Bill Clinton, the last two-term Democratic president, has the tricky task Wednesday of convincing a struggling America that a vote for Barack Obama is a ticket back to prosperity.
Twenty years after the man from Hope, Arkansas won over the country at his own presidential nomination, the party superstar, who presided over a gilded era of growth, will make the economic case for re-electing Obama on November 6.
Obama arrived in Charlotte, North Carolina on Wednesday afternoon as he prepared for his own convention pitch fewer than nine weeks out from an election that is too close to call and hinges on a handful of battleground states.
In a blow to Democrats, the threat of severe weather forced the president's renomination address on Thursday to be moved indoors from a massive American football stadium, the kind of arena that served him so well in 2008.
A campaign advert swamping TV networks previewed the message voters can expect from Clinton on Wednesday night when the silky political veteran returns to the spotlight with a prime-time address to a packed convention hall.
"This election to me is about which candidate is more likely to return us to full employment. This is a clear choice," he says in the ad.
"The Republican plan is cut more taxes on upper income people and go back to deregulation. That's what got us into trouble in the first place.
"President Obama has a plan to rebuild America from the bottom up, investing in innovation, education and job training. It only works if there is a strong middle class. That's what happened when I was president. We need to keep going with his plan."
First Lady Michelle Obama made an impassioned plea on the opening night of the convention, holding up the president's childhood as the son of a struggling single mother as evidence he understands the plight of ordinary Americans.
"She was absolutely magnificent. Awesome!" Texas delegate Yvonne Massey Davis, one of the thousands of party faithful gathered in Charlotte, told AFP. "She spoke not only as a professional woman but as a mother and a wife."
Throughout Tuesday's opening night, speaker after speaker portrayed Romney, who was born into wealth and amassed a $250 million fortune running private equity firm Bain Capital, as a ruthless corporate raider who just didn't get it.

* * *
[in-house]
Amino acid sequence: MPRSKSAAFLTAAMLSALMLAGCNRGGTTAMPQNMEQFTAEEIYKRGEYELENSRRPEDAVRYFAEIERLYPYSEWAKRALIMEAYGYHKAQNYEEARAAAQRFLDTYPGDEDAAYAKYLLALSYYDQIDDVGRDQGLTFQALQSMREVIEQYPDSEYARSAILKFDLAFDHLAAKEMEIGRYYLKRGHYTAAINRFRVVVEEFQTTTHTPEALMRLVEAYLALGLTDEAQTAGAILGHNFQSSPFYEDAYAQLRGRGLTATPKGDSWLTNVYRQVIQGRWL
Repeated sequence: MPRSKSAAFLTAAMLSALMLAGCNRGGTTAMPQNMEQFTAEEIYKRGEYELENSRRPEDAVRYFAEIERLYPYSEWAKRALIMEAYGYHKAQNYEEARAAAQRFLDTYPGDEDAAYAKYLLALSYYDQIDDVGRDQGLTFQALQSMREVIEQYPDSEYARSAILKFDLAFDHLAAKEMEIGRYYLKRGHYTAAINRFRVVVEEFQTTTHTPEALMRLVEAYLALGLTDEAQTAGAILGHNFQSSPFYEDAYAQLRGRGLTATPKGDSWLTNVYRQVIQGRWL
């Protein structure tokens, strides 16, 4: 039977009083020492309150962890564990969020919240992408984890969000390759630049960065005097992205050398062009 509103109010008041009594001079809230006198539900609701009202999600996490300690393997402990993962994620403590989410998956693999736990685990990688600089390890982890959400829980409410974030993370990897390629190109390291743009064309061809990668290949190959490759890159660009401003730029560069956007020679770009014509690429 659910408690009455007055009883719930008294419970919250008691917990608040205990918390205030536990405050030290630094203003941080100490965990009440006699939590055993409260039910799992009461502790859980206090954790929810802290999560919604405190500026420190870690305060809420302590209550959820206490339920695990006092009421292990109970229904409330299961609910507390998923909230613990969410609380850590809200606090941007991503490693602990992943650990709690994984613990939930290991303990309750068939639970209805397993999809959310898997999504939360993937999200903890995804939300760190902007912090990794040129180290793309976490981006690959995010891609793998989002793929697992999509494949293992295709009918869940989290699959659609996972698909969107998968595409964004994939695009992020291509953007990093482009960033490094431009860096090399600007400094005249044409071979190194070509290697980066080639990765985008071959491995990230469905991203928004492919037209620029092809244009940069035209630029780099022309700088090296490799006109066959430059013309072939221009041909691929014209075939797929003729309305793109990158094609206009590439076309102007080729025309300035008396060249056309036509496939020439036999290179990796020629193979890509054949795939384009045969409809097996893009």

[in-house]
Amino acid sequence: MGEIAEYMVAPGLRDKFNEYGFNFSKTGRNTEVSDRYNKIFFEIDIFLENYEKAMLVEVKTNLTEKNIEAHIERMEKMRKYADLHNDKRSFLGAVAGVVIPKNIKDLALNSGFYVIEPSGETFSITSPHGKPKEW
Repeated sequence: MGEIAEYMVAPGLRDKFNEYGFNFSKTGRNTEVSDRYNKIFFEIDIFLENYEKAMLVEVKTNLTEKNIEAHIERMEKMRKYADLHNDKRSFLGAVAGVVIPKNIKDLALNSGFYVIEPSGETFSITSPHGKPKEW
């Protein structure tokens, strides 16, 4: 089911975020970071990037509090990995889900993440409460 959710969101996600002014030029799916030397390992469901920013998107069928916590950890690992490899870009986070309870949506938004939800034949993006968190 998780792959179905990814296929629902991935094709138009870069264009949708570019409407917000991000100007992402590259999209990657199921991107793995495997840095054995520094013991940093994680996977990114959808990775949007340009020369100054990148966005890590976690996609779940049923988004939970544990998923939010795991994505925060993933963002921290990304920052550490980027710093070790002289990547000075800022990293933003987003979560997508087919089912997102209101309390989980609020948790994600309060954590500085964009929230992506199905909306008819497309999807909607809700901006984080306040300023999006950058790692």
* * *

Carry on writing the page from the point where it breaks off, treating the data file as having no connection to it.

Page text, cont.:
"The middle class has gone and everyone is struggling to put their children through school. I think Romney doesn't understand, he came up from a very privileged background," said 58-year-old Massey Davis.
The arena in Charlotte, crammed to 15,000-seat capacity with Democratic delegates and Obama supporters, erupted whenever Romney came under attack, with chants of "Four more years! "Four more years!" echoing around the auditorium.
Democrats have made hay out of the wealth issue throughout the presidential campaign, attacking Romney for keeping much of his fortune in offshore havens and pressing him to release more tax returns.
Republicans have in turn accused Obama of disparaging success and waging "class warfare," while failing to spur a more robust economic recovery or bring the unemployment rate down from a stubborn 8.3 percent.
Clinton's economic pitch could be a hard sell to many Americans still feeling the affects of the "Great Recession," but Democrats said he was just the man to appeal to white, working-class men in swing states.
"He's able to reach out with his charisma to people who will not listen to President Barack Obama if for no other reason than his color," Jonice Crawford Butler, a Democratic volunteer in her 60s from Michigan, told AFP.
National polls put the rivals neck-and-neck, but a closer inspection of swing states reveals that Romney has his work cut out, especially as the bounce he was hoping for from last week's Republican convention has failed to materialize.
Republican attack dog John Sununu, a former New Hampshire governor, said Clinton's "blast from the past" appearance may well "induce nostalgia for the days of balanced budgets and bipartisan accomplishments."
"In ushering in new levels of fiscal recklessness, President Obama doesn't simply depart from the Clinton legacy -- he shatters it with a sledgehammer and runs over it with a steamroller," he said, in the Manchester Union Leader.